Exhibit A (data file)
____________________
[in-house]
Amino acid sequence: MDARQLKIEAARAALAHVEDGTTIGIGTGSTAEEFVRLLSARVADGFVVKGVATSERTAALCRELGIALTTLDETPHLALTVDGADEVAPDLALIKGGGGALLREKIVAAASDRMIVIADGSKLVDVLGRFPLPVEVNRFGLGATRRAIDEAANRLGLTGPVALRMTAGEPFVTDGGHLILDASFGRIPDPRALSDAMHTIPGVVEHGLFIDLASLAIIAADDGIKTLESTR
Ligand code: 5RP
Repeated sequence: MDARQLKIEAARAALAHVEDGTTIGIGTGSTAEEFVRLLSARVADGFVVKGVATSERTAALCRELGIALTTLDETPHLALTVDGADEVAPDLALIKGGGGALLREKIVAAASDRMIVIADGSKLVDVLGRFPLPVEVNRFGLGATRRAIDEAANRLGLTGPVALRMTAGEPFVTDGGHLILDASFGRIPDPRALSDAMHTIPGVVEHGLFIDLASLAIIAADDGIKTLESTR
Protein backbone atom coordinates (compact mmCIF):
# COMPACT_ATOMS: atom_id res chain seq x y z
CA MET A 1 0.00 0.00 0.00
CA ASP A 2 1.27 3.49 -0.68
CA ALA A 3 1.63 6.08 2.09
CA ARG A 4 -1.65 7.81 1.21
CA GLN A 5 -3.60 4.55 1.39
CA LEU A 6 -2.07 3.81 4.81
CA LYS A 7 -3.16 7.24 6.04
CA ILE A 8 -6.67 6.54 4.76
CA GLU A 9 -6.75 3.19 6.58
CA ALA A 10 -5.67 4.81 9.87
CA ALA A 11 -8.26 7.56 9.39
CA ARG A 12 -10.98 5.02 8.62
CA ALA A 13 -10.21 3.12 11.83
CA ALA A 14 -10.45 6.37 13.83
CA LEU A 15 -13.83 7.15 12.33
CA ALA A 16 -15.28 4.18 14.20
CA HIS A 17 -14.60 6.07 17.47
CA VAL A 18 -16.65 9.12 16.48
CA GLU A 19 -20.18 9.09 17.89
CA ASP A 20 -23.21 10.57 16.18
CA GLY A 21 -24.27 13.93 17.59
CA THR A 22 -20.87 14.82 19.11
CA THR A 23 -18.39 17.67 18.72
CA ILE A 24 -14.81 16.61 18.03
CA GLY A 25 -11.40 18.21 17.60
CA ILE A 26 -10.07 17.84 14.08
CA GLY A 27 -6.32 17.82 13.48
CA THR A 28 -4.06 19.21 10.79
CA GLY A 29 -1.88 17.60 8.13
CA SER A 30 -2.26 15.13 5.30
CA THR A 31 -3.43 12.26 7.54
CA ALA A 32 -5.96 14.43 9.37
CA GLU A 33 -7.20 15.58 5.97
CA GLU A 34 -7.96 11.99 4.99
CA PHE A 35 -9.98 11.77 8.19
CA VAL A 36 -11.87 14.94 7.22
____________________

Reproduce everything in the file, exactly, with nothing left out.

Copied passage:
[in-house]
Amino acid sequence: MDARQLKIEAARAALAHVEDGTTIGIGTGSTAEEFVRLLSARVADGFVVKGVATSERTAALCRELGIALTTLDETPHLALTVDGADEVAPDLALIKGGGGALLREKIVAAASDRMIVIADGSKLVDVLGRFPLPVEVNRFGLGATRRAIDEAANRLGLTGPVALRMTAGEPFVTDGGHLILDASFGRIPDPRALSDAMHTIPGVVEHGLFIDLASLAIIAADDGIKTLESTR
Ligand code: 5RP
Repeated sequence: MDARQLKIEAARAALAHVEDGTTIGIGTGSTAEEFVRLLSARVADGFVVKGVATSERTAALCRELGIALTTLDETPHLALTVDGADEVAPDLALIKGGGGALLREKIVAAASDRMIVIADGSKLVDVLGRFPLPVEVNRFGLGATRRAIDEAANRLGLTGPVALRMTAGEPFVTDGGHLILDASFGRIPDPRALSDAMHTIPGVVEHGLFIDLASLAIIAADDGIKTLESTR
Protein backbone atom coordinates (compact mmCIF):
# COMPACT_ATOMS: atom_id res chain seq x y z
CA MET A 1 0.00 0.00 0.00
CA ASP A 2 1.27 3.49 -0.68
CA ALA A 3 1.63 6.08 2.09
CA ARG A 4 -1.65 7.81 1.21
CA GLN A 5 -3.60 4.55 1.39
CA LEU A 6 -2.07 3.81 4.81
CA LYS A 7 -3.16 7.24 6.04
CA ILE A 8 -6.67 6.54 4.76
CA GLU A 9 -6.75 3.19 6.58
CA ALA A 10 -5.67 4.81 9.87
CA ALA A 11 -8.26 7.56 9.39
CA ARG A 12 -10.98 5.02 8.62
CA ALA A 13 -10.21 3.12 11.83
CA ALA A 14 -10.45 6.37 13.83
CA LEU A 15 -13.83 7.15 12.33
CA ALA A 16 -15.28 4.18 14.20
CA HIS A 17 -14.60 6.07 17.47
CA VAL A 18 -16.65 9.12 16.48
CA GLU A 19 -20.18 9.09 17.89
CA ASP A 20 -23.21 10.57 16.18
CA GLY A 21 -24.27 13.93 17.59
CA THR A 22 -20.87 14.82 19.11
CA THR A 23 -18.39 17.67 18.72
CA ILE A 24 -14.81 16.61 18.03
CA GLY A 25 -11.40 18.21 17.60
CA ILE A 26 -10.07 17.84 14.08
CA GLY A 27 -6.32 17.82 13.48
CA THR A 28 -4.06 19.21 10.79
CA GLY A 29 -1.88 17.60 8.13
CA SER A 30 -2.26 15.13 5.30
CA THR A 31 -3.43 12.26 7.54
CA ALA A 32 -5.96 14.43 9.37
CA GLU A 33 -7.20 15.58 5.97
CA GLU A 34 -7.96 11.99 4.99
CA PHE A 35 -9.98 11.77 8.19
CA VAL A 36 -11.87 14.94 7.22